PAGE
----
Paul Jacobs delivers a tour de force in NSO premiere of Rouse Organ Concerto

Fri May 12, 2017 at 12:12 pm

Paul Jacobs gave the Washington premiere of Christopher Rouse’s Organ Concerto with the NSO Thursday night.

Christopher Rouse is one of the most engaging symphonic composers working in the United States at present. The National Symphony Orchestra performed the Baltimore-born composer’s Trombone Concerto earlier this year, and it was one of three commissioning orchestras behind his new Organ Concerto. The NSO gave the local premiere of Rouse’s 20-minute work Thursday night, under the leadership of guest conductor Gustavo Gimeno.

The first movement opened with a calamitous tumult of sound, a dissonant thicket of clashes. Organist Paul Jacobs, for whom the riotously challenging solo part was written, rose out of that chaos on a long toccata-like section for the manuals, his fingers flying over the keyboards of the Kennedy Center Concert Hall organ. The chaos was intended, no doubt, but the frenetic pacing of this movement by Gimeno was uneven, the metric shifts between orchestra and soloist not quite aligning.

Rouse created his most evocative sounds in the gloomy second movement, which made the most of the unusual orchestration he chose, eschewing woodwinds except for bass clarinet and contrabassoon. As the piece sank into the depths, the contrabassoon and low strings lamented over a keening organ ostinato. Rouse made an arc from the opening cluster of dissonance through more and more consonant harmonies until the second movement came to rest, perhaps too sweetly, on a major chord.

A third movement that was too similar in quality to the first weakened the overall effect of the piece. From the major chord, a dancing subject grew through contrapuntal treatment, percolating through the orchestra, gradually taking us back to another dissonant cluster at the end.

Jacobs was astounding in his technique at both manuals and pedals—his orchestral registrations filling out the piece in a way that blended almost imperceptibly with the orchestra, supplying those missing woodwind sonorities. The soloist capped the evening with a no-holds-barred rendition of Bach’s dizzying Fugue in D major, BWV 532, shorn of its prelude.

Some of the Organ Concerto’s weaker moments in this performance may have been due to Gimeno’s leadership. In the opening work, the rather unimaginative choice of the Suite No. 1 from Tchaikovsky’s Nutcracker, the Valencia-born conductor’s gestures seemed rushed and  the music choppy in style. Violins were not on the same track in the “Miniature Overture,” and the March seemed too fast for its own good.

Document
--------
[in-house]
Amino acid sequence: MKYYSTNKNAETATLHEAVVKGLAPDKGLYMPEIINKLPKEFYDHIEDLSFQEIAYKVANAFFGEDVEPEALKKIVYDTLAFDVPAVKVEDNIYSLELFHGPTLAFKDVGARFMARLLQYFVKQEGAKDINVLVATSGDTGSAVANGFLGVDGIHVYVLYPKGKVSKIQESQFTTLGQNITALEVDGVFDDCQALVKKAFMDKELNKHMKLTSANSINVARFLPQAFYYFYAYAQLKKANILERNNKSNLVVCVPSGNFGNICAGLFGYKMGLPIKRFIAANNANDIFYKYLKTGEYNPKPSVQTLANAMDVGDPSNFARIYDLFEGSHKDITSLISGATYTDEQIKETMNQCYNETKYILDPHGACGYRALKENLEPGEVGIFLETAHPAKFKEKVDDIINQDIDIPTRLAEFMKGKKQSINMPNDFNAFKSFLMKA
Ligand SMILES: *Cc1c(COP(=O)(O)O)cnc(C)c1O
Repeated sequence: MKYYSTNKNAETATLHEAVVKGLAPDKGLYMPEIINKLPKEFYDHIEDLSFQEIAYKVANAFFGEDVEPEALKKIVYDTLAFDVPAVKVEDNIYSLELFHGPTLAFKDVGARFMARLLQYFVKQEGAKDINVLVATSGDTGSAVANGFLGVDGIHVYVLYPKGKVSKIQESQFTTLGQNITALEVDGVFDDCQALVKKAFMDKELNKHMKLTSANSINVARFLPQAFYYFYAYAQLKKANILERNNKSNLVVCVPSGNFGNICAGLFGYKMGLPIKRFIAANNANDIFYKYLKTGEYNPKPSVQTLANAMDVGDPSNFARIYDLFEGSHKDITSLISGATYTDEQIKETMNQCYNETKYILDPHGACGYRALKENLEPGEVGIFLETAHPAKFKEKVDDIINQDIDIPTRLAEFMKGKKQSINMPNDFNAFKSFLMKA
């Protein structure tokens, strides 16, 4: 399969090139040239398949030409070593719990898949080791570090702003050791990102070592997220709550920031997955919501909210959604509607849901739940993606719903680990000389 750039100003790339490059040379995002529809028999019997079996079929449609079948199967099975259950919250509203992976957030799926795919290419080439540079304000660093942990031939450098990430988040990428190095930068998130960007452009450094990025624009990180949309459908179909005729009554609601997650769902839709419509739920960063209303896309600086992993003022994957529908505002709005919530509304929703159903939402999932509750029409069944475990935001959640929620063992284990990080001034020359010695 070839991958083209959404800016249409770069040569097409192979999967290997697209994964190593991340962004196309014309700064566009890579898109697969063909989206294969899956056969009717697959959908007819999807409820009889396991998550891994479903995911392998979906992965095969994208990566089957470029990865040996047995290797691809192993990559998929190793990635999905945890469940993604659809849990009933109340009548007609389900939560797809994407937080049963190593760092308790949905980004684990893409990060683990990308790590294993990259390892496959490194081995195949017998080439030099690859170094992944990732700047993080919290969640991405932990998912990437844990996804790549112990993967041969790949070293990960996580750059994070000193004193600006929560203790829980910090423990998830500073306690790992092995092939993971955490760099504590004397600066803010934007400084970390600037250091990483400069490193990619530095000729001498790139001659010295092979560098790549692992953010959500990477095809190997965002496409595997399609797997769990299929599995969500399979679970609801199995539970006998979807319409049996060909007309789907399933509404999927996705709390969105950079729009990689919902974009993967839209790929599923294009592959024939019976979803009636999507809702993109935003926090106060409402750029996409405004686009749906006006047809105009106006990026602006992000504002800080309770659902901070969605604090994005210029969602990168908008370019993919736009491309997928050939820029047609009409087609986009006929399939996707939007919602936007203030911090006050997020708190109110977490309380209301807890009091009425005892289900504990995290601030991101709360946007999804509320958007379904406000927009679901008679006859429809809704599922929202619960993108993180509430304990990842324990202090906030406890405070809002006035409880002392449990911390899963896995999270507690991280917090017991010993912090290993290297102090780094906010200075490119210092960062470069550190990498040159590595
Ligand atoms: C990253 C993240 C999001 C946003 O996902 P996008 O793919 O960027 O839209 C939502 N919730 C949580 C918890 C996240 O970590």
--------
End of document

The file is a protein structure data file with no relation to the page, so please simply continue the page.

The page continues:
Gustavo Gimeno

Principal musicians did well in their star turns. Lambert Orkis, playing celesta, was light as a feather in the “Dance of the Sugar Plum Fairy,” and harpist Adriana Horne, florid in the lengthy introduction to the concluding “Waltz of the Flowers.” Gimeno seemed unable to coordinate the rubato in the latter movement, and both the “Russian Dance” and “Chinese Dance” felt unsettled in tempo. The flute section shone brightly, perfectly in step together in the “Dance of the Reed Flutes.” For such an attractive and varied score, Gimeno’s performance was too often plain and four-square.

The conductor had similar issues in another glistening demonstration of Russian orchestration, Rimsky-Korsakov’s Scheherazade. Fortunately, the NSO musicians provided ample highlights, beginning with concertmaster Nurit Bar-Josef, whose violin glowed with spellbinding ardor as the eponymous storyteller. The honeyed tone she brought to this famous part set the whole piece a notch above the norm, making one believe that the cruel sultan could truly stay his hand just to hear that voice for one more night.

Various details of the stories recounted in the work came into beautiful relief, with excellent playing from principal bassoonist Sue Heineman and principal oboist Nicholas Stovall in the second movement. The violins provided luscious sound on the love themes of the third movement, complemented by arching, amorous sighs from clarinet and flute. The precisely drilled fourth movement, crisp of articulation, made for a satisfying conclusion to the evening.

The program will be repeated 8 p.m. Friday and Saturday in the Kennedy Center Concert Hall. kennedy-center.org; 202-467-4600.


One Response to “Paul Jacobs delivers a tour de force in NSO premiere of Rouse Organ Concerto”

  1. Posted May 20, 2017 at 10:52 pm by tubarec

    incoherent review…the orchestra played alone???

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